In 1989, Bidston Lighthouse received Grade II listed building status. Although the NERC used the cottages, the lighthouse was rarely used apart from for storage space and the occasional training of Sea Cadets.

Heritage funds in 2000 provided the means for restoration work to be carried out at the lighthouse, and the tower was occasionally opened to the public.

In 2004, the resident of No. 1 bought the cottage under the Right to buy Legislation. Seven years later, the cottages and lighthouse were sold with the other two cottages made fit for residential use.

In 2015, Bidston Lighthouse C.I.C., a nonprofit community organisation, was formed to preserve Bidston Lighthouse. Guided tours of the buildings are available every Saturday.

Leasowe Lighthouse

Leasowe Lighthouse was built in 1763 by Liverpool Corporation Docks Committee, and is notable for being Britain’s oldest brick lighthouse.

The lighthouse is 33.5 metres tall with arched windows on every floor. Instead of the normal glass structure used to house the light, the light of the Leasowe Lighthouse was lit in a half open brick structure at the top of the tower. Before modern parabolic lights were installed, light was by means of braziers lit using wood and coal.

The lighthouse was built on a foundation of cotton bales that prevented the structure sinking into the marshy land on which it was built. The bricks were handmade and are over a metre thick. There are seven stories in the tower accessed by means of a cast iron spiral staircase.

In the 1890s, the Williamses, a husband and wife, moved from the Great Orme Lighthouse in Llandudno, and Mr. Williams was appointed the lightkeeper of Leasowe. After he became ill, his wife assumed his duties. After her husband’s death, the owners of the lighthouse, Mersey Docks and Harbour Board, appointed her the official lighthouse keeper. At the time, she was Britain’s only female lighthouse keeper.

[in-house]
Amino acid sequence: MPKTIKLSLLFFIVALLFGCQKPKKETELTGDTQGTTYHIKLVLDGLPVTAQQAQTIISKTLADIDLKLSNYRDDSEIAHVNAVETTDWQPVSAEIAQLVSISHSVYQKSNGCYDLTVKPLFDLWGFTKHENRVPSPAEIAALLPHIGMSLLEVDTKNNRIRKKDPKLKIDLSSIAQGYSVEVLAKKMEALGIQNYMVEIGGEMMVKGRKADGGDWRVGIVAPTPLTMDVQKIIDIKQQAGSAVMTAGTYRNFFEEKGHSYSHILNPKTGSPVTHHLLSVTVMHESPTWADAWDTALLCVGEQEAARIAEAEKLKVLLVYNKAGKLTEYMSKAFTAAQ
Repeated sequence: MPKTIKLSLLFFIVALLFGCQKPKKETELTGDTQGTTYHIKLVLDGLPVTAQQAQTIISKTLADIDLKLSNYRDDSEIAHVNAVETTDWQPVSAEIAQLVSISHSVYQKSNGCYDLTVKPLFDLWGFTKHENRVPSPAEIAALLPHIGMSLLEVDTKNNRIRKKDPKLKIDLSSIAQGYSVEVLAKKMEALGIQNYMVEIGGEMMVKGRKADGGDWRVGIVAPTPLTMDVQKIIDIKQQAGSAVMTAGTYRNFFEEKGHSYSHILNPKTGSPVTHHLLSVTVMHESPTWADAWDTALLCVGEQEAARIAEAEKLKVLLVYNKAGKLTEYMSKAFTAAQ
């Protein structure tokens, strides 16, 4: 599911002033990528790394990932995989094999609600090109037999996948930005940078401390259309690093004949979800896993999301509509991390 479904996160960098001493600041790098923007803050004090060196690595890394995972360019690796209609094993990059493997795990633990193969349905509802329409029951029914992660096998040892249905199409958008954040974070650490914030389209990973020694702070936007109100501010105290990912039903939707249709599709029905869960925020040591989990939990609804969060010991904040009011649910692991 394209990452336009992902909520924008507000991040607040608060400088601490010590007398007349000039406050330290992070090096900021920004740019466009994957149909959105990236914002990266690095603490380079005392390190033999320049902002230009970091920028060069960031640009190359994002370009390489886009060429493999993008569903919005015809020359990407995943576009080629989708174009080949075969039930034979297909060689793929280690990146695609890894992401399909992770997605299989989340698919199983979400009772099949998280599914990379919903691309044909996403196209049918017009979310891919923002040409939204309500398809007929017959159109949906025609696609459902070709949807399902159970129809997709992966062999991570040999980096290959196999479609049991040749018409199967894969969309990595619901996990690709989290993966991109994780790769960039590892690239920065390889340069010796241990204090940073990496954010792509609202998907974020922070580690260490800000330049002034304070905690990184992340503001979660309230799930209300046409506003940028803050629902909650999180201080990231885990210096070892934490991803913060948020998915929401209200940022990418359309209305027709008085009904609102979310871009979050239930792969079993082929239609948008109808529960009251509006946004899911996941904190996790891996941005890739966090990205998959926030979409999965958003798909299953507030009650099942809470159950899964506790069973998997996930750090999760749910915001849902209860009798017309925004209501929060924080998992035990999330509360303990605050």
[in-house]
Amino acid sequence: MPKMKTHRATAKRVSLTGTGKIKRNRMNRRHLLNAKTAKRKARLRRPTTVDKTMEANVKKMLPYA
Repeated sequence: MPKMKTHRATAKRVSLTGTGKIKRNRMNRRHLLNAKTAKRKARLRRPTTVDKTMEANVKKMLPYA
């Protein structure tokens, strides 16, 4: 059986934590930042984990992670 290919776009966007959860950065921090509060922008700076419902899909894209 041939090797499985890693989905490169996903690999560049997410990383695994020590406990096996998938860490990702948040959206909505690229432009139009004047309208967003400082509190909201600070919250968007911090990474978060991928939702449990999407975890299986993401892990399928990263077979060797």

The lighthouse was used until 1908, after which Mrs. Williams continued to live at the lighthouse and turned the building into a tearoom for visitors.

In 1930, the then Wallasey Corporation purchased the lighthouse for the sum of £900. Over the years, it became derelict.

In 1989 Wirral Council allocated £30,00 for restoration work on the lighthouse. A brand new roof was installed and the structure was cleaned. The windows were sealed to stop pigeons entering, and iron steps and balustrades were also replaced.

In 1996, a safety certificate was given to the lighthouse, which meant that members of the public could enter the building. Leasowe Lighthouse is now run by the Friends of Leasowe Lighthouse who run open days and guided tours twice a month.

More good news for lighthouse lovers came last year, when Friends of Leasowe Lighthouse were granted a 99-year lease to continue to maintain and run the building for the community.

As you can see, the Wirral area has a rich history of lighthouse construction. Thanks to the dedicated work of community groups, the lighthouses at Brighton, Bidston and Leasowe are being preserved for the enjoyment of visitors.

Posted by Mark
March 17, 2017
General